Faustin breaks his maiden in style (Ernie Belmonte/Past The Wire)
By Amber Joyce
The lack of racing on Christmas was made up for on Boxing Day with heaps of stakes action across the country, the best of it coming at Santa Anita Park, which kicked off its 2022-23 Classic Meet. In race four on the opening day card (highlighted by six graded stakes, including the RUNHAPPY Malibu (G1), won by Taiba), Hall of Famer Bob Baffert unveiled a classy colt.
Enter Faustin, a gray son of Curlin out of three-time G1 winner Hard Not to Like, by Hard Spun. Traveling six furlongs on the dirt for his maiden special weight debut, the flashy colt was one of three Baffert trainees in the race, Sonoran (owned by Baffert’s wife, Jill) and Worcester also making their debuts. There was no doubt crossing the wire who was the best of the bunch.
Bet down to 4-5 favoritism, Faustin did not display the pacesetting speed that Baffert trainees are well-known for. Instead, after being shuffled between horses shortly after the break, he found himself seventh of eight in the very early stages and was no better than fifth a quarter into the race. Coaxed along by Ramon Vazquez up the backstretch, he improved to fourth rounding the turn and raced one length behind the dueling leaders.
Entering the stretch behind a wall of three horses, he angled out and turned on a new gear. Sonoran had the advantage a sixteenth from home but was no match for his stablemate, who easily sailed by him and kicked clear to win by 2 ¾ lengths. Following splits of :21.68, 44.47, and 57.49, Faustin stopped the clock in a final time of 1:10.08 over the fast track.
Faustin did a few things that I like to see, especially in young horses.
First, he won with a running style that may not be his preference. Bob Baffert’s training regimen puts an emphasis on speed and based on Faustin’s workouts coming into the race—as well as the addition of blinkers—speed was anticipated. He instead adapted to his situation, preserved his speed, and used it when the time was right. Oftentimes you’ll see horses get shuffled back or break poorly and still gun for the lead, which frequently results in them using up too much energy and therefore a bad placing. Faustin did not do this, and that’s a green light.
On the other side of the coin, some horses will get discouraged after a not-so-stellar beginning. Capable of speed or not, they simply won’t put the effort in. Faustin did not get discouraged. Like I said, he adapted to his situation, and clearly, that did wonders.
Lastly, similar to my previous point, he passed horses. A simple-sounding thing, sure, but that ability can mean a lot, especially in two-year-olds. Not to mention the sheer ease Faustin did it with. You can see it in his works, too. This recent workout of his is available to watch and it shows exactly what I’m talking about. He traveled patiently alongside his workmate and then, with minimum urging by the exercise rider, swooped by him. Then he just kept going.
This leads me to the age-old question: can he handle stretching out to a route distance? In the likely situation that he targets the Kentucky Derby next year, this is an important question. Personally, I think he can. He runs like he can and if pedigree is any indicator, he’ll be just fine.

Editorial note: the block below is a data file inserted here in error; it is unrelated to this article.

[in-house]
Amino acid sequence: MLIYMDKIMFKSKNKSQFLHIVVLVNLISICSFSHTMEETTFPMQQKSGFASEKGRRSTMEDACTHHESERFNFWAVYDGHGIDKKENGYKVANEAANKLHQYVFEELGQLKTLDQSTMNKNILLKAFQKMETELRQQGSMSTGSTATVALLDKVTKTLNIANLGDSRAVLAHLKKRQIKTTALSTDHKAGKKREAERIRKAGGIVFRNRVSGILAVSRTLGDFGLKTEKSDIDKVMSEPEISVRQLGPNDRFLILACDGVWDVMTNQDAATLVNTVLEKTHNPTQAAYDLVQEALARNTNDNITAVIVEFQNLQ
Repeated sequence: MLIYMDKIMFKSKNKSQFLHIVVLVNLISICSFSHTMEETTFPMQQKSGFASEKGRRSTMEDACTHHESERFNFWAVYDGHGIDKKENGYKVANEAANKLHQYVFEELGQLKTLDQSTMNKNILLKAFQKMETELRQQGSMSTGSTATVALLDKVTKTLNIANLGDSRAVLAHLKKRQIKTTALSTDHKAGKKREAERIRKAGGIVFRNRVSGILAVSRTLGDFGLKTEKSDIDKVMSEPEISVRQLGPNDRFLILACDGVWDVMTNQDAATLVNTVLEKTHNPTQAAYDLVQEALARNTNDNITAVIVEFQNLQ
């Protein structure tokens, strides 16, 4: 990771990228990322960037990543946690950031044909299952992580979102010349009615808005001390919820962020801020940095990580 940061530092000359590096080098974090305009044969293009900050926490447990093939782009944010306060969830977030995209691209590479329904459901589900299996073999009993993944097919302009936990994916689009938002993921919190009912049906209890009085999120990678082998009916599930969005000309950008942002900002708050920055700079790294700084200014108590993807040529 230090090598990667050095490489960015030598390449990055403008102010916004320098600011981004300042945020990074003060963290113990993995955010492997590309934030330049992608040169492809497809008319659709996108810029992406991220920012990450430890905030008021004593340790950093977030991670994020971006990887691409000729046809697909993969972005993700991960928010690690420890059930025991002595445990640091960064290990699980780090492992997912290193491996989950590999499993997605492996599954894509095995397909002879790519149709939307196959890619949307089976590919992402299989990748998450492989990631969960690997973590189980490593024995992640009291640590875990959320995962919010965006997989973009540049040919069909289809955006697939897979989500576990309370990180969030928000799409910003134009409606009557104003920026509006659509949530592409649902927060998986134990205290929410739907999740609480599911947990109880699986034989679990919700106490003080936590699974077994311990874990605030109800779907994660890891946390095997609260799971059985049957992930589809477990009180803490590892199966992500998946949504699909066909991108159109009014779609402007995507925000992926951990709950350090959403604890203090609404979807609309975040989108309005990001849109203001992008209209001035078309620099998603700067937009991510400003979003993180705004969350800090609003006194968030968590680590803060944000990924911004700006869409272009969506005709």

Being sired by Curlin is a major bonus for Faustin. He has sired many stellar dirt routers, such as: Good Magic (possibly a Triple Crown winner had he not run into Justify), Vino Rosso (2019 Breeders’ Cup Classic winner), Exaggerator (winner of the 2016 Preakness), and Keen Ice (sire of Kentucky Derby phenom Rich Strike and winner of the 2015 Travers, in which he upset American Pharoah). This year we saw the likes of Malathaat, Cody’s Wish, Nest, and Clairiere strut their stuff going long on the dirt. All are by Curlin.
Curlin himself was no stranger to winning while traveling a route of ground. Among his long list of achievements are wins in the Dubai World Cup, Breeders’ Cup Classic, Jockey Club Gold Cup (twice), Woodward, Stephen Foster, and more.
The dam side of Faustin’s pedigree also suggests he’ll be fine stretching out. As mentioned before, his dam, Hard Not to Like, won three grade ones in her racing career. In 2014, she pulled off the upset in the Jenny Wiley, a 1 1/16-miles affair on the turf. The following year she captured the Gamely and the Diana (in which she set a course record), both 1 ⅛-mile turf events. And though she did have the most success on grass, she was G1-placed on dirt, finishing second in the 2012 Ashland.
Unsurprisingly, Faustin was not a bargain. After going unsold for $285,000 as a yearling, he was acquired for $800,000 by owner Michael Lund Petersen at the 2022 OBS Spring Two-Year-Olds in Training Sale. During the Under Tack Show prior to the sale, he breezed an eighth of a mile in 10 seconds flat. That breeze can be viewed below.
It’s plain to see that Faustin is a talented colt. But how talented? Many people are talking as if the horse is already wearing the Garland of Roses on the first Saturday in May, but personally, I’ll need to see a few more races from him before I come to a solid opinion.
So I ask you: is Faustin Bob Baffert’s next superstar, your 2023 Kentucky Derby winner? Or is he another highly-touted colt doomed to burn out and fall off the radar?
One thing is certain though. Regardless of where he’s destined, he is a colt to keep an eye on.